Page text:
In 2018, Trump imposed tariffs against the European Union and other western allies and trading partners, including Canada. Moreover, for the executive branch to meet the domestic legal standards to impose such tariffs, the Trump administration had to designate imports of these materials as a national security threat. Almost immediately, allied leaders were stunned and angered by these words and deeds. Chrystia Freeland, serving then as Canadian Foreign Minister, noted that the U.S. was telling “all of your NATO allies… that we somehow represent a national security threat to the United States.” Prime Minister Justin Trudeau criticized the U.S. actions as “kind of insulting.” Trump fired back that Trudeau was “dishonest” and “weak” and his Director of the National Economic Council, Lawrence Kudlow, said that Trudeau was “double-crossing” Trump. According to the Washington Post coverage of the incident, there was “no obvious precedent for such a coordinated and acerbic series of attacks by White House advisers on a stalwart U.S. ally.”

During the NAFTA renegotiation, President Trump doggedly played up alleged U.S. victimization and threatened Canada repeatedly. He frequently made false and even outrageous claims that tested the bonds of the relationship. For instance, Trump wrongly claimed that the U.S. has a “large” trade deficit with Canada. In reality, thanks to fracking and the consequent reduced need for imported energy, the U.S. achieved a trade surplus with Canada from 2015 through 2017. Trump frequently attacked the Canadian dairy industry, though it is a very small sector of the Canadian economy (about 1.15% of GDP) and is much less than 1% of bilateral trade. In fact, the U.S. had a nearly $500 million surplus in sales of dairy goods to Canada in 2017 and the U.S. dairy industry is protected by various government subsidies. Employing hyperbole well beyond the standard in international negotiations, Trump tweeted that Canada had “taken advantage of our country for many years” and that the U.S. had suffered “decades of abuse.” Ultimately, Trump threatened Canada with “ruination” by imposing significant new automobile tariffs. A columnist for the Toronto Globe and Mail wrote that Trump is the most “anti-Canadian” President ever “in terms of values, beliefs and hostile actions.” Keep in mind that Trump has similarly and repeatedly threatened and insulted other close U.S. trade partners and allies, including France, Germany, South Korea, and the United Kingdom.

NAFTA has been successfully renegotiated, but Trump’s bombastic populist attacks on Canada created lingering distrust and anger – magnified by the very recent U.S. threat to reimpose tariffs on Canadian aluminum. Currently, the U.S.-Canadian border is closed to all but essential travel because of global pandemic and Justin Trudeau recently declined to travel to Washington for the July 2020 launch of the new trade deal. As former Trudeau foreign policy advisor Roland Paris put it, “Canadians won’t forget Trump’s disgraceful treatment of Canada. Our economic partnership has been reaffirmed, but trust can’t be rebuilt with the stroke of a pen.” Former U.S. Ambassador to Canada Bruce Heyman likewise noted that Trump’s treatment of Canada “has been shocking and disappointing and upsetting.” Heyman does not “think it gets wiped away and resolved with an agreement” on trade. Unsurprisingly, Trump polls quite poorly in Canada and Canadian public opinion about the U.S. is the lowest on record, going back to the mid-1970s.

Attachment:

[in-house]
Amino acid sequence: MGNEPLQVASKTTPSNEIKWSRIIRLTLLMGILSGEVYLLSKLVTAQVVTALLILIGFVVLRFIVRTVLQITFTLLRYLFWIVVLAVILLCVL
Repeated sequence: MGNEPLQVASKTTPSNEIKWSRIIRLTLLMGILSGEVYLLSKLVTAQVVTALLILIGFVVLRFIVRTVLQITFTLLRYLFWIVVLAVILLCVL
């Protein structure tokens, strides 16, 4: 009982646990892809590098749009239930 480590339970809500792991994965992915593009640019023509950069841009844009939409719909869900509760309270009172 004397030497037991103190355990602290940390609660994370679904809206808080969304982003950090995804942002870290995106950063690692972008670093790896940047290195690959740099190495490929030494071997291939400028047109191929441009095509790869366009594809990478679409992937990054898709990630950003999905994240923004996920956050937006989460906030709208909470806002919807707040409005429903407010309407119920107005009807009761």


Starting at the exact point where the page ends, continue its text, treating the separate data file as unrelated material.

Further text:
Worse, it is not at all clear that the marginal material benefits Trump attained outweigh the damage to the relationship. Republican Senator Charles Grassley of Iowa claimed that 95% of the new trade deal is the same as NAFTA. Critics go further, insisting that the changes in the deal are mostly “smoke and mirrors” and that the new treaty amounts merely to a “rebranding.” Journalists frequently refer to it as NAFTA 2.0.

Ultimately, the great danger of America First is that it could undo the western security community. The peril of Trump’s bombastic tactics were anticipated by scholar Ole Wæver, who noted that “labelling of issues as security problems contain the risk of unravelling patterns of mutual adjustment” and carry the “risks of triggering political escalations within which the security community might unravel.” Wæver prophetically offered the example of a member state violating WTO rules and justifying those actions by making national security claims. Essentially, this is what Trump’s tariffs on Canada and the EU did. Just after the tariffs on steel and aluminum were imposed, Matthew Rooney, managing director of the Bush Institute said, “To do tariffs in the name of national security is absurd. It’s dangerous.” Costly retaliatory tariffs reveal that U.S. trade partners took these actions and labels quite seriously. More recently, the Trump administration on March 11 proclaimed that travelers from the 26 European states of the Schengen region threaten the national security of the U.S. In turn, the EU has barred U.S. travelers even after reopening its borders this July.

The western security community has been tested by the COVID-19 pandemic as every global traveler is potentially a threat to public health. However, the community will likely be in deeper trouble if a reelected Trump administration abandons additional American international commitments and continues to cause member states to see one another as security threats.

 

To read the full article found in CFPJ Vol. 26, Issue 2 , click here.

 

Rodger A. Payne is a Professor of Political Science at the University of Louisville. In fall 2018, he was Fulbright Canada Research Chair at the Norman Paterson School of International Affairs at Carleton University. During Spring 2019, he was a Visiting Global Scholar at the Institute for Social Sciences Research at University of Dundee in Scotland. His most recent work focuses on two major projects: (1) “America First” and multilateral relations and (2) the value of comedic and satirical narratives in world politics. 

 

Banner image by Charles Deluvio, courtesy of Unsplash.